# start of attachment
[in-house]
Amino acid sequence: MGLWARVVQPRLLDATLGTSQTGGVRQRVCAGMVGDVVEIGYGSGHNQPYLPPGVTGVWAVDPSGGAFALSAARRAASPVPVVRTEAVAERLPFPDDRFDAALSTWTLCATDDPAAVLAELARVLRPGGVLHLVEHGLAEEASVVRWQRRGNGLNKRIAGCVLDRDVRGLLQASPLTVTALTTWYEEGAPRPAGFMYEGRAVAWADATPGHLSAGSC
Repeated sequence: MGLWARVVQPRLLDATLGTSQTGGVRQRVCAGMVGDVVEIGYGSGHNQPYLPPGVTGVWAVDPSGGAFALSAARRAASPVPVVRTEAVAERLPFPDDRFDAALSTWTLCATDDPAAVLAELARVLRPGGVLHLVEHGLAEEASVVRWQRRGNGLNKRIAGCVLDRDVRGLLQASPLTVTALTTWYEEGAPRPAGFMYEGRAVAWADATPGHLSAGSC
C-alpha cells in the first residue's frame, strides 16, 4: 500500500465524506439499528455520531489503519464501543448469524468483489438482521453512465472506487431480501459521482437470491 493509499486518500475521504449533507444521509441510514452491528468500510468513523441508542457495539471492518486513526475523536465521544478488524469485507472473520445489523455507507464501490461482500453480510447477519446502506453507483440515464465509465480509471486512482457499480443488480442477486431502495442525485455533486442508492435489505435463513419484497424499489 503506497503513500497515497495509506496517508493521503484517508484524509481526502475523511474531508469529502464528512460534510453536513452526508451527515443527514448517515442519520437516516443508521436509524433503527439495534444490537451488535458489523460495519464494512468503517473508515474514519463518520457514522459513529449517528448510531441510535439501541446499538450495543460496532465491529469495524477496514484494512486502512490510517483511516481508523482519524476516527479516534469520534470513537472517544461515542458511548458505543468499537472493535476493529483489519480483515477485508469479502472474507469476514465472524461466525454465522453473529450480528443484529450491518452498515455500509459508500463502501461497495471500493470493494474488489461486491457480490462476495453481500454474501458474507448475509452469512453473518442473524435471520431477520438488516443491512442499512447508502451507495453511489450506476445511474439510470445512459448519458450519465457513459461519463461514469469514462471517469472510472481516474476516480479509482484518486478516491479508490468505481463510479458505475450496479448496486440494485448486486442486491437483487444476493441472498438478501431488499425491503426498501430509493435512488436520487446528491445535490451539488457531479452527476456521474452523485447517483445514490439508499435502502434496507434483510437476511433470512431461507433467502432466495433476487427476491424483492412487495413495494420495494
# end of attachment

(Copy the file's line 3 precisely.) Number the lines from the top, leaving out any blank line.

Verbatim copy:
Repeated sequence: MGLWARVVQPRLLDATLGTSQTGGVRQRVCAGMVGDVVEIGYGSGHNQPYLPPGVTGVWAVDPSGGAFALSAARRAASPVPVVRTEAVAERLPFPDDRFDAALSTWTLCATDDPAAVLAELARVLRPGGVLHLVEHGLAEEASVVRWQRRGNGLNKRIAGCVLDRDVRGLLQASPLTVTALTTWYEEGAPRPAGFMYEGRAVAWADATPGHLSAGSC